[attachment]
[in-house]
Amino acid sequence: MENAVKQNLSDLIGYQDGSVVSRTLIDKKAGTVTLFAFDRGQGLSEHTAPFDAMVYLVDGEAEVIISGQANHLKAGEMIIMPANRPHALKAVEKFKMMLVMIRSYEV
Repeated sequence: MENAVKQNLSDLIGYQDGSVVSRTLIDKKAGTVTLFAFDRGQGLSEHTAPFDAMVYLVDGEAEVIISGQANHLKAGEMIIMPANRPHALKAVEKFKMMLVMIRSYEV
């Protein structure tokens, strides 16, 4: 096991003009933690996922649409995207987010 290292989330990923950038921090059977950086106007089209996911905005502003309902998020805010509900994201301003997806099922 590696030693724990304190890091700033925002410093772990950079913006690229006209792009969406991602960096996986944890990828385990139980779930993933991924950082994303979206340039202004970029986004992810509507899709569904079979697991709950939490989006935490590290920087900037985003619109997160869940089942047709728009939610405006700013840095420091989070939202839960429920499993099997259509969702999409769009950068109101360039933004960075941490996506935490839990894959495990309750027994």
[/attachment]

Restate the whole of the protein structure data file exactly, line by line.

[in-house]
Amino acid sequence: MENAVKQNLSDLIGYQDGSVVSRTLIDKKAGTVTLFAFDRGQGLSEHTAPFDAMVYLVDGEAEVIISGQANHLKAGEMIIMPANRPHALKAVEKFKMMLVMIRSYEV
Repeated sequence: MENAVKQNLSDLIGYQDGSVVSRTLIDKKAGTVTLFAFDRGQGLSEHTAPFDAMVYLVDGEAEVIISGQANHLKAGEMIIMPANRPHALKAVEKFKMMLVMIRSYEV
């Protein structure tokens, strides 16, 4: 096991003009933690996922649409995207987010 290292989330990923950038921090059977950086106007089209996911905005502003309902998020805010509900994201301003997806099922 590696030693724990304190890091700033925002410093772990950079913006690229006209792009969406991602960096996986944890990828385990139980779930993933991924950082994303979206340039202004970029986004992810509507899709569904079979697991709950939490989006935490590290920087900037985003619109997160869940089942047709728009939610405006700013840095420091989070939202839960429920499993099997259509969702999409769009950068109101360039933004960075941490996506935490839990894959495990309750027994």